Oh, that smile — I missed it. And maybe it isn’t as easy to get that carefree toddler smile as it once was. The world of a school-age child is bigger, with more pressures and challenges. I want our home to be a place where the pressure is off — where we can all recharge.
These are little things — music and light, but they can change the whole tone of your mornings.
4. Follow a Routine: Visual Routine Charts for Toddlers and Kids
Have a clear routine with visual cues that show the steps of getting ready for the day. Visual routine charts help keep kids on track and empower them because it helps them feel like they are in charge of themselves.
When you start a new routine, kids may be hesitant or even resistant at first. But if you are consistent and fill your mornings with light and music, they will become invested in having a fun and happy morning too!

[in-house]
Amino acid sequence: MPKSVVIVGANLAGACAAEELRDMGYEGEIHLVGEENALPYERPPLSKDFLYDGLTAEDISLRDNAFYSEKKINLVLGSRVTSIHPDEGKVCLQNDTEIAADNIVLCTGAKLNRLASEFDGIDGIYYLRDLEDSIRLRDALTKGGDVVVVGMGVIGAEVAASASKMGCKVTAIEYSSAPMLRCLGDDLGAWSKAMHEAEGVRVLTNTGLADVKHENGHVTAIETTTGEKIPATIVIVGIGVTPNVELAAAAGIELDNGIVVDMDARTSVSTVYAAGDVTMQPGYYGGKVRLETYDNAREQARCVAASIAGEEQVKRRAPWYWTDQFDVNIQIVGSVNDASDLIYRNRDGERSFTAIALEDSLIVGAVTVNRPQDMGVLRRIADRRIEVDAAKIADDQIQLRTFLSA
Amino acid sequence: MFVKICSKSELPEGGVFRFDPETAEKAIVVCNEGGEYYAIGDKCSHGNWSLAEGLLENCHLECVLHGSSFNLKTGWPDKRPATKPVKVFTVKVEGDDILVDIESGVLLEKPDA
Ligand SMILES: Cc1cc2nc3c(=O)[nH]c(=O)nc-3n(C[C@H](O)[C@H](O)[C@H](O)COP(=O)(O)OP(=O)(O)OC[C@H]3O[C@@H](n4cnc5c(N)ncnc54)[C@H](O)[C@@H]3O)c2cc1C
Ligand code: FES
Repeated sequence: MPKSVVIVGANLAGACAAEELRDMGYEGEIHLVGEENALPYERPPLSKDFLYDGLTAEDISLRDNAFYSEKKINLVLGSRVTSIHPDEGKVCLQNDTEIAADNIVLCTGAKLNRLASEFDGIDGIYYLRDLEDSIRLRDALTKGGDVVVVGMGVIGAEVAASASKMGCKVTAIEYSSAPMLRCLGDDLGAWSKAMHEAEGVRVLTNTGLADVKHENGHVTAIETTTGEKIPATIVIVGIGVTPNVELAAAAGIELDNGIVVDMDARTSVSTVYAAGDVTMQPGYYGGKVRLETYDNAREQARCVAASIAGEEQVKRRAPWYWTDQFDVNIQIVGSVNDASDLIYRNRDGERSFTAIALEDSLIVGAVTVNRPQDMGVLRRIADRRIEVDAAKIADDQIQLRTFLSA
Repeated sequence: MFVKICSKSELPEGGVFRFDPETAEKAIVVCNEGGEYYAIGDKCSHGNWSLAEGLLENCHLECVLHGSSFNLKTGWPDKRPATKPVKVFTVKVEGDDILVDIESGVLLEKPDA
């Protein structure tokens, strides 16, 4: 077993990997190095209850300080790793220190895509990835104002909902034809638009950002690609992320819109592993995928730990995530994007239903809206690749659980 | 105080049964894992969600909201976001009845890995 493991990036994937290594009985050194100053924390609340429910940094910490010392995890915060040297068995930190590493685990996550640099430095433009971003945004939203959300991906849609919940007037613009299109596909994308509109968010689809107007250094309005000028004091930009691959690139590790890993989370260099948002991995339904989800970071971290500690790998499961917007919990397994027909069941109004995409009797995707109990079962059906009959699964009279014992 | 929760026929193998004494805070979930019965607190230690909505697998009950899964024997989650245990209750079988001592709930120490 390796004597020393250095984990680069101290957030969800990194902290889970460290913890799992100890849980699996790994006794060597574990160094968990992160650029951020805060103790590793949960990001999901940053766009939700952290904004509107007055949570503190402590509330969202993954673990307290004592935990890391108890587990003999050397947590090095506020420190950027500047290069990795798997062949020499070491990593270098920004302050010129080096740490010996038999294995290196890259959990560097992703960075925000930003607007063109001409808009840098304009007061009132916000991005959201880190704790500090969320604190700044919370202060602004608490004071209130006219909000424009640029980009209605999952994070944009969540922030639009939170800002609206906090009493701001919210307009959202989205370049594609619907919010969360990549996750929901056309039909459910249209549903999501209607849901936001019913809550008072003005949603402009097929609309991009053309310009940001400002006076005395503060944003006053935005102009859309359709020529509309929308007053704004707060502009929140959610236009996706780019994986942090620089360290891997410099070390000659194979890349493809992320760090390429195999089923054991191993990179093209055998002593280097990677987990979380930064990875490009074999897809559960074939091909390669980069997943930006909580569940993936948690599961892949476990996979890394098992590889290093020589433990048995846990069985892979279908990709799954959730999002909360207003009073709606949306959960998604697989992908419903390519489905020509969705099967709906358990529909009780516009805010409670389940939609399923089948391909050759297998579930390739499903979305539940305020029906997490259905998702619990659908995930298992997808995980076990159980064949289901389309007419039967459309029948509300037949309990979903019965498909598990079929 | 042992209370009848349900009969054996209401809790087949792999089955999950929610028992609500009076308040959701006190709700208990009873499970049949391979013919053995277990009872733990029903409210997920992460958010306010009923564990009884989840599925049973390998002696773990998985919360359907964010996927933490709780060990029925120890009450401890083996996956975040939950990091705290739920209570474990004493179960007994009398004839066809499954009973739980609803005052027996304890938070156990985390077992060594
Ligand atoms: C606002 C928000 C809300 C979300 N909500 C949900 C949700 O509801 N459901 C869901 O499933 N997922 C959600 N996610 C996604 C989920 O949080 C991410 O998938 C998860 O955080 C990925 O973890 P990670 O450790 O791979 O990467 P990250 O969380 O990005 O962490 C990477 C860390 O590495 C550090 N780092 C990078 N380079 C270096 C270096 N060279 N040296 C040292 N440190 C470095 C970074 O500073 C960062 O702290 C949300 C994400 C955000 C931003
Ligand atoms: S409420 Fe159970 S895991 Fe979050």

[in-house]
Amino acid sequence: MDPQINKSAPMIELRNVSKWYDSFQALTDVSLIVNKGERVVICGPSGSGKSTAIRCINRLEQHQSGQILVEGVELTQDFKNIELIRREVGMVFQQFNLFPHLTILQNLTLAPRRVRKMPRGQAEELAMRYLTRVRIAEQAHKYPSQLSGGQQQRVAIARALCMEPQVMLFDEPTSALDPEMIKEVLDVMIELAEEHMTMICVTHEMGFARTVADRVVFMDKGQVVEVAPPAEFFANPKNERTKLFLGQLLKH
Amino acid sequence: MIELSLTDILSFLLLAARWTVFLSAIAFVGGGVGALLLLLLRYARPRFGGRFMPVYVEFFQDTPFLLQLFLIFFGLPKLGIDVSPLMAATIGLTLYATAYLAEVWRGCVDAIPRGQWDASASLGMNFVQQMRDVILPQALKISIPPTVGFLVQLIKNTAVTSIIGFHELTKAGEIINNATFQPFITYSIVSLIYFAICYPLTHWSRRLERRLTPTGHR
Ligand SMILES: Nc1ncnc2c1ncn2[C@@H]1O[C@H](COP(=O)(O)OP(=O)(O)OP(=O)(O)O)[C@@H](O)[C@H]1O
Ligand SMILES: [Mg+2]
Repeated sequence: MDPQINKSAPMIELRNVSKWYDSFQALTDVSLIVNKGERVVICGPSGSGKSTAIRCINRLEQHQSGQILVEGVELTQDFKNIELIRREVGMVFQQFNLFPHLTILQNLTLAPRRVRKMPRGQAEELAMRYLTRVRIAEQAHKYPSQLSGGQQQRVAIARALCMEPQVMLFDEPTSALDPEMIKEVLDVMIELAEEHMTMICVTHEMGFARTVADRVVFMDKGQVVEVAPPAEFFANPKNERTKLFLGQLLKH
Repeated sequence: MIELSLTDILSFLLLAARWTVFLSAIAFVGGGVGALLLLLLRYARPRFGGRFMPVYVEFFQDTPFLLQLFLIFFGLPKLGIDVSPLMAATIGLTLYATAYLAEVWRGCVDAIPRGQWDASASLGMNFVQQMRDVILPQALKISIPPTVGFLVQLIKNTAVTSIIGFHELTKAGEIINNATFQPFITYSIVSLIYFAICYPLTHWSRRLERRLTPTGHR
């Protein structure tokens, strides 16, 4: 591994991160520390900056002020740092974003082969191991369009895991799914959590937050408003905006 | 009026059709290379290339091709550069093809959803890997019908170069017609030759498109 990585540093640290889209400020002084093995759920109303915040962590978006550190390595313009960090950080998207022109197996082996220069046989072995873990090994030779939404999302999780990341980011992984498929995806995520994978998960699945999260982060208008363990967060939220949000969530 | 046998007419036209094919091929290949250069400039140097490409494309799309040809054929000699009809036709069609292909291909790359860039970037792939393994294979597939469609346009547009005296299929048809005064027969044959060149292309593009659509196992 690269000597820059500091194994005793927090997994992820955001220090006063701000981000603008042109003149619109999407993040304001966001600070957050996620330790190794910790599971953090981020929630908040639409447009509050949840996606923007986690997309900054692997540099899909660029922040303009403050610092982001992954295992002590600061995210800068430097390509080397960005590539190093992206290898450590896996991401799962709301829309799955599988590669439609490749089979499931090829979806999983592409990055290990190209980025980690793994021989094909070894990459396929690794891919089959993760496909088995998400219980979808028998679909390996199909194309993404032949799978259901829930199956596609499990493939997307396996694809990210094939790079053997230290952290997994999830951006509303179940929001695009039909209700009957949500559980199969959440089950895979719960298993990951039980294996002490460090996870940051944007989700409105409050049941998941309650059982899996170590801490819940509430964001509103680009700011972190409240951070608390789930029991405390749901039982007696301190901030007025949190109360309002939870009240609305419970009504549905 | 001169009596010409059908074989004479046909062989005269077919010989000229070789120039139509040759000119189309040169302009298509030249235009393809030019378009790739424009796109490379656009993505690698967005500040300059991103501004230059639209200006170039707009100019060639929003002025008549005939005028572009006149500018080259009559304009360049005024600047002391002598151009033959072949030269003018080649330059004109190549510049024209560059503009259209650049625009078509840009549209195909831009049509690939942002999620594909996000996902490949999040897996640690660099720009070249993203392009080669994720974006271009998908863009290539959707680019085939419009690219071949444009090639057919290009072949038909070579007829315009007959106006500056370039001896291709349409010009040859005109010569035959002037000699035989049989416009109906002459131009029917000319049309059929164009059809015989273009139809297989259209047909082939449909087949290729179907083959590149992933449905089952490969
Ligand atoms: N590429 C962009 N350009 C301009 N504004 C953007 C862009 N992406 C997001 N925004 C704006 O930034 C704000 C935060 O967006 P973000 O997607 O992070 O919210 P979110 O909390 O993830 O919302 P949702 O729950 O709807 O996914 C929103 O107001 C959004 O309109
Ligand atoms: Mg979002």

For young children, the concept of time is abstract. This is why transitions and getting ready to go places create moments of tension and power struggles. A visual routine chart can help make abstract concepts like ‘get ready’ and ‘time to go’ concrete without you having to hover over them each step of the way.
Once everyone gets used to having a routine, and it is consistent, kids will feel a sense of predictability about the mornings. For kids, predictability leads to them feeling secure. When kids feel secure, they have lower stress and mornings are happier all around!
I hope you have some happy mornings coming your way soon!
Try these Daily Routine Charts and Cards to help create visual reminders for kids in the morning –> Daily Routine Printable Charts & Cards.